Reverse Bias Junction – When an external bias voltage is applied to a pn-junction, positive to the n-side and negative to the pride, electrons from the n-side are attracted to the positive terminal, and holes from the p-side are attracted to the negative terminal. As shown in Fig. 1-21, holes on the p-side of the junction are attracted away from the junction, and electrons are attracted away from the junction on the n-side. This causes the depletion region to be widened and the barrier voltage to be increased, as illustrated. With the barrier voltage increase there is no possibility of majority charge carrier current flow across the junction, and the junction is said to be reverse biased. Because only a very small reverse current flows, a reverse-biased pn-junction can be said to have a high resistance.
Although there is no possibility of a majority charge carrier current flowing across a reverse-biased junction, minority carriers generated on each side can still cross the junction. Electrons in the p-side are attracted across the junction to the positive voltage on the n-side. Holes on the n-side may flow across to the negative voltage on the p-side. This is shown by the junction reverse characteristic, or the graph of reverse current (IR) versus reverse voltage (VR), (Fig. 1-22). Only a very small reverse bias voltage is necessary to direct all available minority carriers across the junction, and further increases in bias voltage do not increase the current. This current is referred to as a reverse saturation current.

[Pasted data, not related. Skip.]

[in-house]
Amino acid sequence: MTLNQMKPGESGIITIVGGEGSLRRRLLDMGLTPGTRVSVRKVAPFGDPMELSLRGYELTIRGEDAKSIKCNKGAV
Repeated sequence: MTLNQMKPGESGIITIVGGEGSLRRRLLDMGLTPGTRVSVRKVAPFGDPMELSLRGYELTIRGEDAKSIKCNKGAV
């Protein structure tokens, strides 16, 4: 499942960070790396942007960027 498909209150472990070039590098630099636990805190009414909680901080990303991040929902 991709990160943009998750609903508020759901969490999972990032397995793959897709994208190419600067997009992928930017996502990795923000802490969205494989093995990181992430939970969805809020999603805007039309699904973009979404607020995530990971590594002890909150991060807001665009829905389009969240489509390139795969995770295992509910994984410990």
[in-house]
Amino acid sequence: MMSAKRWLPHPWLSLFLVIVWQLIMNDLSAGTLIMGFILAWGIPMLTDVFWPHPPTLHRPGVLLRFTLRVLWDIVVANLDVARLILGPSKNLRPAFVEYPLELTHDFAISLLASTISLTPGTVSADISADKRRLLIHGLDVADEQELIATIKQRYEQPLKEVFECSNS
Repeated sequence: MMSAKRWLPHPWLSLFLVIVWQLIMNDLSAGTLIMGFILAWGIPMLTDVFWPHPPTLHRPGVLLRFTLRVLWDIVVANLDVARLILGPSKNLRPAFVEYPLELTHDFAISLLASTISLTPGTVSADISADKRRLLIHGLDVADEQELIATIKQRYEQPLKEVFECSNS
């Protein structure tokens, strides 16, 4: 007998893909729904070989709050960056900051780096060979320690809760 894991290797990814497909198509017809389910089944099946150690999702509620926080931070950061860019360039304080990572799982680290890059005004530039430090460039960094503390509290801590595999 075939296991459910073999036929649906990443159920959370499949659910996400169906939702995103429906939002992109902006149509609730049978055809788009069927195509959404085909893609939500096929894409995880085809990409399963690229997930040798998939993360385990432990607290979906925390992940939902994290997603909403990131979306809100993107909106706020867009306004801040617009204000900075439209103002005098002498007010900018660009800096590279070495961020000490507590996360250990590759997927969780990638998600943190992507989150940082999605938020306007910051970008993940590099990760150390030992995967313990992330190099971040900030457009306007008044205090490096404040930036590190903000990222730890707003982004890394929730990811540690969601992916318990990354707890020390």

The reverse saturation current is normally a very small quantity, ranging from nanoamps to microamps, depending on the junction area, temperature, and semiconductor material.